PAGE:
Essay 2: Virtually all of Stanford’s undergraduates live on campus. Write a note to your future roommate that reveals something about you or that will help your roommate—and us—know you better.
Classic Stanford undergrad question. The mistake we see 95% of the time on first drafts is the impulse to try to “slip in” resume highlights. As if this is a veiled attempt by Stanford to get those highlights, instead of, you know, just asking for them. The way to impress Stanford here is through honesty and charm. But mostly honesty.
Indulge us here and take two swings at this. On the first attempt, get it out of your system, whatever letter you want to write, just take a crack and then file it away for the time being.
On your second attempt, go with us on a little journey. Start by creating a roommate, leaving everything to chance (the same way it’ll more or less work out when you’re actually assigned a roommate in your freshman dorm). For starters, your roommate will almost certainly be the same gender. Now, generate a bunch of parameters, like ethnicity, height, weight, athletic/ musical/etc., liberal/conservative, east coast/southern/west-coast/etc., affable/surly, cool/not-so-cool, American/foreign-born/etc.…. Don’t spend too much time, because it doesn’t really matter much. Give this guy or gal a name. Again, don’t get stuck on this, the idea is to paint a vague picture. But once you have this picture, commit to it for a second. Imagine a real person on the other end.
Now, you’re gonna address a fresh new letter to this person. If the open-ended-ness of the Stanford prompt leaves you stuck, consider some of the following ideas. Write the letter using one of the following:
- What if your roommate just confided in you, and told you an incredible secret. Something that leaves your roommate in an extremely vulnerable emotional state having just put him/herself on the line. What might you reveal about YOURSELF in response? “Hey, so here’s something most people don’t know about ME…” (What might follow that up?)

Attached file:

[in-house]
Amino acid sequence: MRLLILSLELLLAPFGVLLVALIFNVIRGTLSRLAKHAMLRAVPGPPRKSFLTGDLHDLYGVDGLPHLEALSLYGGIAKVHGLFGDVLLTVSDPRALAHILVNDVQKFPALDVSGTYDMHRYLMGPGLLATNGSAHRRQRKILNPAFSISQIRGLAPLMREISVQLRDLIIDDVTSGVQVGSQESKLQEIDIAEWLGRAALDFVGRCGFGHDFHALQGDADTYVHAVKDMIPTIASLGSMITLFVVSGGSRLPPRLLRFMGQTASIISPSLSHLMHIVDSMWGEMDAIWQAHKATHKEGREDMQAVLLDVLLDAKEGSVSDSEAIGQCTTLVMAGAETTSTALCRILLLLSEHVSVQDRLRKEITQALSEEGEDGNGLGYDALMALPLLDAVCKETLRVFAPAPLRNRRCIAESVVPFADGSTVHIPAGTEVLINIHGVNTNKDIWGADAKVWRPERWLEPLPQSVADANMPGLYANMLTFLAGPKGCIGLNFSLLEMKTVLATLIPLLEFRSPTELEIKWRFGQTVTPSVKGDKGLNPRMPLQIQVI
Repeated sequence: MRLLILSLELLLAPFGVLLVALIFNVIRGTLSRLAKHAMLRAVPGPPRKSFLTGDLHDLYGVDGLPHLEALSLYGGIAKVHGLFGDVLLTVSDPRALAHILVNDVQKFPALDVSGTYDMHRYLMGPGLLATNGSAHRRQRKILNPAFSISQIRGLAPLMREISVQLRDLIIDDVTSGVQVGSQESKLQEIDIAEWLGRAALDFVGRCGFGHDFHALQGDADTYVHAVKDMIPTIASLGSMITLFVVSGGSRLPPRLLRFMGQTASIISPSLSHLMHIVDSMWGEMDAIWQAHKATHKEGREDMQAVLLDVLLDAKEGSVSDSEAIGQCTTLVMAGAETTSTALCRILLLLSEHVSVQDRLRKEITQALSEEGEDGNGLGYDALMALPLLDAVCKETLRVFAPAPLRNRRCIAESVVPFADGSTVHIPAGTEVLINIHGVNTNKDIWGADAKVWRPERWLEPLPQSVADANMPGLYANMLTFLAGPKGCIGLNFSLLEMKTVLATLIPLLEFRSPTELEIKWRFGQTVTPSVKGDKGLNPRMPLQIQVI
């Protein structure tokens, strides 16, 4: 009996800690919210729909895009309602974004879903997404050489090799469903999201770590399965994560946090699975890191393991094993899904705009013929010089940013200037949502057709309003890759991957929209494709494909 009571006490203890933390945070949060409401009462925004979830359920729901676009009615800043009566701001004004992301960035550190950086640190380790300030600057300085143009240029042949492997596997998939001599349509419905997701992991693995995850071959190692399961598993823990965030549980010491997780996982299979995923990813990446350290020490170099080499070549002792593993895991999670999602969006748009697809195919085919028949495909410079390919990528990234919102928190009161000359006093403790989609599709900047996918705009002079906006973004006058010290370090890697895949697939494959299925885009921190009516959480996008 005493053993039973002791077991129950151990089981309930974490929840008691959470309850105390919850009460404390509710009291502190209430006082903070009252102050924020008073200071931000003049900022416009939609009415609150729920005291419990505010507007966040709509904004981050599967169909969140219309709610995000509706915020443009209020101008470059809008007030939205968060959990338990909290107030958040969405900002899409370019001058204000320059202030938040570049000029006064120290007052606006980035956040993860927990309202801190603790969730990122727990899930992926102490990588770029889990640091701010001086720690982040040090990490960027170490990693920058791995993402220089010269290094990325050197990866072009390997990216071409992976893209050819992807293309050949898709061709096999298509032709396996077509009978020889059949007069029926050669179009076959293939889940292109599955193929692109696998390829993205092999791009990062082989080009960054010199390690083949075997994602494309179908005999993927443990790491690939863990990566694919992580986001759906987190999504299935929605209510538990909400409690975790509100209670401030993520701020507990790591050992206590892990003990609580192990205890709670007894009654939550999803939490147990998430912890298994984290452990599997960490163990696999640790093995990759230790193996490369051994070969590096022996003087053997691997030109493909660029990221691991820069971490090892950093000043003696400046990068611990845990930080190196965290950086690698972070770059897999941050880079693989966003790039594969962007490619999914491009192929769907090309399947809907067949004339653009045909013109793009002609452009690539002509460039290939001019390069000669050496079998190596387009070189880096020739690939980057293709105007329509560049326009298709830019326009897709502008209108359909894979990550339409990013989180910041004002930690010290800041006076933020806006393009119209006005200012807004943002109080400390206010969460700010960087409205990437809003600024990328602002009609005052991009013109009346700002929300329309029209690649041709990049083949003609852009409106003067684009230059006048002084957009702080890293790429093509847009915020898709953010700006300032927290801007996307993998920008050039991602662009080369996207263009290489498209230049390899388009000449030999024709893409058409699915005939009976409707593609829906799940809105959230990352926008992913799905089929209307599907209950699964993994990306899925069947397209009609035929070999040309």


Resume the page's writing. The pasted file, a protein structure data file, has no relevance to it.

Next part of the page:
- Treat it as though it were a dating profile. What kinds of preferences would you reveal about yourself that might give the BEST clues about what you’re all about? Think about quirks and specificity here. If you were to say “I like Chinese food” it doesn’t say all that much since so many different types of people would fall under that same category. If, however, you were to say you absolutely HATE the HBO show “Game of Thrones” that would have the opposite effect since “most people are obsessed with that show (INCLUDING ALL OF US AT ADMISSIONADO, SO WATCH YOUR STEP!).” Can you stack up a few such preferences that, when summed, may help someone get a sense for what you’re all about, and even better, become more curious to get to know you better?
- You know that classic question “if you were stuck on a desert island forever, what album would you bring?” … You can put a twist on it here. Name a few KEY possessions you’re gonna bring that’ll be essential to your comfort. Forget bland necessities like “a toothbrush” (since everyone will be packing one of those). More like, the “sounds of the rainforest” you use to lull yourself to sleep every night. Stuff like that. And possibly even suggest a few things you DON’T have that your roommate may bring to complete the set for total roommate symbiosis. You don’t need to follow this conceit exactly, but maybe this gives you an idea from which you can springboard to help show us something about who you are exactly, and what makes you … you.